Cowlitz Tribe eager to start work on long-delayed casino project

Cowlitz Tribe Chairman Bill Iyall, seated on right, signs land-into-trust documents with Bureau of Indian Affairs Regional Director Stan Speaks on March 9, 2015. Photo from Cowlitz Tribe

A groundbreaking hasn't been announced but the Cowlitz Tribe of Washington hopes to start work on its casino as soon as possible, Chairman Bill Iyall said.

The tribe's 152-acre reservation was placed in trust this week by the Bureau of Indian Affairs. Plans call for the 134,000 square-foot Cowlitz Casino Resort to be built on a portion of the site.

“Our mantra now is to be shovel ready, and that means we’re going to try to turn the dirt and get this project underway,” Iyall told KOIN.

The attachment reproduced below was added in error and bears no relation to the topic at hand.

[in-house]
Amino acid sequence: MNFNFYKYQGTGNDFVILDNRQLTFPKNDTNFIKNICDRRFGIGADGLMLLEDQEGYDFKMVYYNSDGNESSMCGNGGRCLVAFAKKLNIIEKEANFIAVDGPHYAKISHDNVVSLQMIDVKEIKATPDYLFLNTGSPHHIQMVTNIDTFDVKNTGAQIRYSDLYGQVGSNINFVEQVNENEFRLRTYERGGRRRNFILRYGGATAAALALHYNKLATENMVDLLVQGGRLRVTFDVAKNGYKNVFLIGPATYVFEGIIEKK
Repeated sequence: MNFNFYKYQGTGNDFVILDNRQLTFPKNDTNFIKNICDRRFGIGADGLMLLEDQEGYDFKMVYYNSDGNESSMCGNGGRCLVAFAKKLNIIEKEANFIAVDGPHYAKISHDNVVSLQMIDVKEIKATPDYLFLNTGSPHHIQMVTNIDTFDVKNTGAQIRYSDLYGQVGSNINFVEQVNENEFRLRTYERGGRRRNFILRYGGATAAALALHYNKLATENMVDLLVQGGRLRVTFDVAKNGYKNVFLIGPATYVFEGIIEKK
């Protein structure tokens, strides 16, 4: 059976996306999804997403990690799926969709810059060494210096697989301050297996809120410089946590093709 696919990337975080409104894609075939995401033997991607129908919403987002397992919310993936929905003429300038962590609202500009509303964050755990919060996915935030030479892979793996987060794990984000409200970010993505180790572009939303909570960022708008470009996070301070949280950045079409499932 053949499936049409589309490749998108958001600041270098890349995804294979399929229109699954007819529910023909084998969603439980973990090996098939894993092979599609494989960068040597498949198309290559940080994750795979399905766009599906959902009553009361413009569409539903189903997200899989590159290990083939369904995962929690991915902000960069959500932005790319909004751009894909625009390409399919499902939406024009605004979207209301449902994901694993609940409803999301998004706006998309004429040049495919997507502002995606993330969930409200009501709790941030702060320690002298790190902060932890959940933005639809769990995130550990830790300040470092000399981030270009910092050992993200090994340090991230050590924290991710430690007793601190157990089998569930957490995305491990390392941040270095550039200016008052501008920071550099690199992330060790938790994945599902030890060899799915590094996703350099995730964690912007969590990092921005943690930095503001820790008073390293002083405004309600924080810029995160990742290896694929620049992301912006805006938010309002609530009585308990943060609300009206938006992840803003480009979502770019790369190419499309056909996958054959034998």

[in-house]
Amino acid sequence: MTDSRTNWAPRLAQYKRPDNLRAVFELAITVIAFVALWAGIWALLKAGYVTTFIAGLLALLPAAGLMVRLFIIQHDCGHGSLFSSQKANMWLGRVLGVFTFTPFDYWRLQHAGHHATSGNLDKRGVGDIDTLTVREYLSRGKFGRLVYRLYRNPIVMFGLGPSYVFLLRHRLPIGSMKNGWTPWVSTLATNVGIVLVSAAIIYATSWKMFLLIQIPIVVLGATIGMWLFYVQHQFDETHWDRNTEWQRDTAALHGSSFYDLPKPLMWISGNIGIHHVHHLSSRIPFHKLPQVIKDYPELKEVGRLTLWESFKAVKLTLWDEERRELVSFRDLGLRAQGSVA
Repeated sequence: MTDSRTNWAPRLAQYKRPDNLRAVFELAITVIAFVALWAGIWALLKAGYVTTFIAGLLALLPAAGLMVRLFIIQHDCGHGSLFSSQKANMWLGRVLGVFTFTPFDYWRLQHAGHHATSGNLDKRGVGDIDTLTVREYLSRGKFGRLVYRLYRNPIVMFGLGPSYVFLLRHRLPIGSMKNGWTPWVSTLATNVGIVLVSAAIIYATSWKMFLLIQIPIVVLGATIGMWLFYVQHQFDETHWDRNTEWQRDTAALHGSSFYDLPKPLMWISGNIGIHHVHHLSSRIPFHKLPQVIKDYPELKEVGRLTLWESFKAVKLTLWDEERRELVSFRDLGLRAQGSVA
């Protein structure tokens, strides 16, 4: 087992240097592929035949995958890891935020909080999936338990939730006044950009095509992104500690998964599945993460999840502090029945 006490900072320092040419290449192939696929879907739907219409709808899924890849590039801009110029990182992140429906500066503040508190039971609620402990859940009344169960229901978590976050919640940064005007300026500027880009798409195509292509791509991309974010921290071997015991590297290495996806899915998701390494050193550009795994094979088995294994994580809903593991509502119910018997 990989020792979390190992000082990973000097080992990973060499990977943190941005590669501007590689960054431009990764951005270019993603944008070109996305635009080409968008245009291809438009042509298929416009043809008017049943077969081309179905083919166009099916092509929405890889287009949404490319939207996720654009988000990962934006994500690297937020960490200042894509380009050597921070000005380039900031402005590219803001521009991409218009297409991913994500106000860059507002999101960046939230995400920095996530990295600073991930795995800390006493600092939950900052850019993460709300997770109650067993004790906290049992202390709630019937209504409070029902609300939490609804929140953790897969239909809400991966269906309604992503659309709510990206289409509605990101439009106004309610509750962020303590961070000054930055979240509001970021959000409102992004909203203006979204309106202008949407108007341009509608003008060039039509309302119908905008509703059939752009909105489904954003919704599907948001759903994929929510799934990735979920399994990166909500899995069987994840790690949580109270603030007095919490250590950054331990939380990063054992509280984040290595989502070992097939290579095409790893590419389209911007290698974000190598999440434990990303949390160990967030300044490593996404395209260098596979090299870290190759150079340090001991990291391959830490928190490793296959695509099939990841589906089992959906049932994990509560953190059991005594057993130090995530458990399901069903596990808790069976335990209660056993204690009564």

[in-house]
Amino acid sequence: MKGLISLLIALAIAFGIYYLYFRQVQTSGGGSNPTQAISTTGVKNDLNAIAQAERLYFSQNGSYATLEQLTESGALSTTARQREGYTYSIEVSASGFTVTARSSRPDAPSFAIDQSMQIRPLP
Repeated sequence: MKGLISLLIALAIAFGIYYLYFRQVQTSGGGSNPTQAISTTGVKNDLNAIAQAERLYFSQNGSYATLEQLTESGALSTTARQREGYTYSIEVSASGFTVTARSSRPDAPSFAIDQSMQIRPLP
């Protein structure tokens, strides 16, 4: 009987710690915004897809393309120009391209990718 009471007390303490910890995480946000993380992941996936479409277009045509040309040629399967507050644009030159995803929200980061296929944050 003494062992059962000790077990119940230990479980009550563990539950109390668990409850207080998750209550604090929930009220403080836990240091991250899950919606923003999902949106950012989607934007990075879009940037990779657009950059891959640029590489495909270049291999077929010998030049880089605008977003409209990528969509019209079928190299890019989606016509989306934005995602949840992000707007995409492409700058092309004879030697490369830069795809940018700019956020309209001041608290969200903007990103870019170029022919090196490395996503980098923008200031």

The Mohegan Tribe of Connecticut is financing the project. According to The New London Day, the tribe has invested $40 million so far.

Despite the BIA's decision, casino opponents -- including the Confederated Tribes of Grand Ronde in Oregon -- are still hoping to kill the project. The case is headed to the D.C. Circuit Court of Appeals and the key issue is the U.S. Supreme Court decision in Carcieri v. Salazar.

The ruling restricts the land-into-trust process to tribes that were "under federal jurisdiction" as of 1934. The Cowlitz didn't gain federal recognition until 2000 but the Bureau of Indian Affairs conducted a two-part test to determine whether the tribe qualified.

On December 12, Judge Barbara Jacobs Rothstein issued a 57-page decision that upheld the BIA's analysis.

Get the Story:
Cowlitz Tribe casino plan: ‘It’s our homeland’ (KOIN 3/12)

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